29 November 2006

Good Vision

They say that hindsight is 20/20. But not all people have the same keen vision, and many I dare say, need corrective lenses... even well after the fact. What really impresses me though are the ones that seem to be able to see into the future, have a pulse on things and really understand the continuous wave of change that is happening around them and their industry. I’m talking about the ones that are far-sighted, near-sighted, pragmatic and welcome real change.

The ability to see what’s coming is a gift. The ability to continually adapt, prepare for and react to change is necessary. The link between these two is what can define success. Let me explain.

Seeing the future is easy… if you understand your customer. Keeping tabs on your customer, and not the traditional marketing textbook version of understanding your customers buying habits and demographics, but really understanding the needs of your customer. Knowing why they’re buying what they buy is much more interesting to me than what they’re buying.

Understanding your customers’ needs and wants helps you to create product and services that are ‘customized’ for that specific customer which creates trust and brand loyalty (er, I mean repeat business). Man, I hate that catch-phrase – brand loyalty… customers are not loyal because of the brand, they are customers because the brand is loyal to them – in short, the brand delivers exactly what it promises, each and every time. So when I use the term brand loyalty, what I mean is what I say above… I just don’t have a fancy acronym for it yet.

Keeping loyal to your customers is all about meeting and/or exceeding their expectations.

So, who sets these expectations? You do. In your marketing, in the image that is put forth by you, your staff, your web site, your existing customers and by everyone that has ever known you and/or your company. When you advertise, you are doing more than just promoting your product or service, the images, text and feel set expectations with consumers. It’s simple, really - someone smiling in a cell phone ad sets an expectation that your service will be trouble free and enjoyable. The way that your phone is answered sets an expectation of what the remainder of the call will be like and even what the company will be like to deal with. Think of some other examples, I’ll give you a few minutes….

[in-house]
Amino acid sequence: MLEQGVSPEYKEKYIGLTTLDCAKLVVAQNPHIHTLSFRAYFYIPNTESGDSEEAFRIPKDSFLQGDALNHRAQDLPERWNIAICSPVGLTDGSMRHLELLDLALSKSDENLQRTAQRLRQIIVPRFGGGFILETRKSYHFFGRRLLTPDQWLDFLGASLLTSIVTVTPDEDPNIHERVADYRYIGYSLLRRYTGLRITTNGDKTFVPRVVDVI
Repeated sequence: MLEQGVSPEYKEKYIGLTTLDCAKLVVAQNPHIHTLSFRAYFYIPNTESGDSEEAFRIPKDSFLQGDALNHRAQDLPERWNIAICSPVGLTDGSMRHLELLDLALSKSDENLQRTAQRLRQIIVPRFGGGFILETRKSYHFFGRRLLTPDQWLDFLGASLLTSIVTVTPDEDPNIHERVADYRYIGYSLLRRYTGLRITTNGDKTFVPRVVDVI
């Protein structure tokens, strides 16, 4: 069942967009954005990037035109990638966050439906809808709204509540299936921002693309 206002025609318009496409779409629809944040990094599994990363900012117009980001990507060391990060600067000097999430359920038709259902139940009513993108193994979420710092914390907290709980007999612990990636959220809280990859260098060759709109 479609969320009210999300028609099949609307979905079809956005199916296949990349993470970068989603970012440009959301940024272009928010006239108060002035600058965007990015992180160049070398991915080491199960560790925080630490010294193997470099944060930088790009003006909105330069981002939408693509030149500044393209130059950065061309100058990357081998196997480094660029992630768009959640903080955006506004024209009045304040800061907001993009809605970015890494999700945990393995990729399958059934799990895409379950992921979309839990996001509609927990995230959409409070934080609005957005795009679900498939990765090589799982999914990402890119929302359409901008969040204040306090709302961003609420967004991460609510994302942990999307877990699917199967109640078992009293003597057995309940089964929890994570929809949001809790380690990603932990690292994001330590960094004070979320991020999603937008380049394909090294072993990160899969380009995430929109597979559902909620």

When it comes right down to it, think of continually making a first impression. Every impression is making a promise. Business owners that are aware of this fact, are the ones that appear to have that near-perfect vision and generally have a service culture that starts right from the top. Companies with this type of leadership and guidance are not overly common, but you know who they are as soon as you talk to any one of their employees. It’s evident.

Providing a steady stream of new products or services that your customers eagerly gobble up may sometimes be mistaken for seeing the future. But it’s really in the hindsight, understanding your customers allows you to innovate and bring new products to market that seem as though they were designed specifically for them… because they were.


Anonymous Fegof said...

Oh, were it so simple. The marketing landscape is littered with inane & disastrous brand and/or category extensions belived to be needed & desired customers.

There's very good reasons why your kids don't enjoy a glass of Dad's Root Beer flavoured milk along with their Campbell's frozen Soup n' Sandwich.

11/30/2006 10:27:00 AM  
Blogger Kevin Franco said...

Hey - I didn't bring common sense into the equation... I figured it was a given, but good point. Greed and stupidity often win out over true product innovation and marketing genius.

11/30/2006 09:01:00 PM  

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